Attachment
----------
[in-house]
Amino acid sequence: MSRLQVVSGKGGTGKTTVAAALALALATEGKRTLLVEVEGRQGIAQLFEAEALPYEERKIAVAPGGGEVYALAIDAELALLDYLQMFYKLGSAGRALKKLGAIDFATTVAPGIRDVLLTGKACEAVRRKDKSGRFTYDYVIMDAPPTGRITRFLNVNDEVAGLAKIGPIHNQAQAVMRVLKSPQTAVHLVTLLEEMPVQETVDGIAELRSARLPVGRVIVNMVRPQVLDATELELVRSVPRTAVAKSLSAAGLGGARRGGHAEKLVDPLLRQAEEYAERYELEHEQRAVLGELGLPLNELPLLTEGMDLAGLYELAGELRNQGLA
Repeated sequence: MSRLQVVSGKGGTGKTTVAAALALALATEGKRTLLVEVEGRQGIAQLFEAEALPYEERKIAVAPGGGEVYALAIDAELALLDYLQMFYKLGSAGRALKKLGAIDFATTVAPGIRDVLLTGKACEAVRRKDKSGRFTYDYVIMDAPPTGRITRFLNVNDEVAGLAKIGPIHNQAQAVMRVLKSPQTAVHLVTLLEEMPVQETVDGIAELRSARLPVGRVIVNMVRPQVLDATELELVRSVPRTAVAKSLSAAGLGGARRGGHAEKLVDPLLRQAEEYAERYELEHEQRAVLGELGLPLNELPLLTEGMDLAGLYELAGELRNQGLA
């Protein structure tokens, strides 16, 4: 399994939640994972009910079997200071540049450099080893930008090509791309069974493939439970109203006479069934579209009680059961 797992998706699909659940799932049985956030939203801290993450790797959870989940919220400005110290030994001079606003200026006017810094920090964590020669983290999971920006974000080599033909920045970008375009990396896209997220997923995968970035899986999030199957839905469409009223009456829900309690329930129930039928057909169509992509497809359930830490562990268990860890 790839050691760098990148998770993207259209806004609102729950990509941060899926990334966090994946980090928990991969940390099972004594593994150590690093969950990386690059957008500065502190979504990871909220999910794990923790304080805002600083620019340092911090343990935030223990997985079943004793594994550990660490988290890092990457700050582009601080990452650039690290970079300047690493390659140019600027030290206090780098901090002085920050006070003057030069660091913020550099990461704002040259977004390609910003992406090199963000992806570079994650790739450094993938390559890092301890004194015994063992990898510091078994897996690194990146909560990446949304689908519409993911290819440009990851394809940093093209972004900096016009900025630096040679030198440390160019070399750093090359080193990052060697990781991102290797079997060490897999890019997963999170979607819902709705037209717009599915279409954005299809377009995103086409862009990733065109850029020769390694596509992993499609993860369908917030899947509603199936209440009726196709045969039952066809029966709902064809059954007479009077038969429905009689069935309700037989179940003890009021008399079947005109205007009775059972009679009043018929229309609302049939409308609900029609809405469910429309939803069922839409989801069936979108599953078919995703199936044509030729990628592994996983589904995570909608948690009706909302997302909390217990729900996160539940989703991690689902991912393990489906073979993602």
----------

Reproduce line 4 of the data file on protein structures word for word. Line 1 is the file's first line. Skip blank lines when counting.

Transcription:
């Protein structure tokens, strides 16, 4: 399994939640994972009910079997200071540049450099080893930008090509791309069974493939439970109203006479069934579209009680059961 797992998706699909659940799932049985956030939203801290993450790797959870989940919220400005110290030994001079606003200026006017810094920090964590020669983290999971920006974000080599033909920045970008375009990396896209997220997923995968970035899986999030199957839905469409009223009456829900309690329930129930039928057909169509992509497809359930830490562990268990860890 790839050691760098990148998770993207259209806004609102729950990509941060899926990334966090994946980090928990991969940390099972004594593994150590690093969950990386690059957008500065502190979504990871909220999910794990923790304080805002600083620019340092911090343990935030223990997985079943004793594994550990660490988290890092990457700050582009601080990452650039690290970079300047690493390659140019600027030290206090780098901090002085920050006070003057030069660091913020550099990461704002040259977004390609910003992406090199963000992806570079994650790739450094993938390559890092301890004194015994063992990898510091078994897996690194990146909560990446949304689908519409993911290819440009990851394809940093093209972004900096016009900025630096040679030198440390160019070399750093090359080193990052060697990781991102290797079997060490897999890019997963999170979607819902709705037209717009599915279409954005299809377009995103086409862009990733065109850029020769390694596509992993499609993860369908917030899947509603199936209440009726196709045969039952066809029966709902064809059954007479009077038969429905009689069935309700037989179940003890009021008399079947005109205007009775059972009679009043018929229309609302049939409308609900029609809405469910429309939803069922839409989801069936979108599953078919995703199936044509030729990628592994996983589904995570909608948690009706909302997302909390217990729900996160539940989703991690689902991912393990489906073979993602």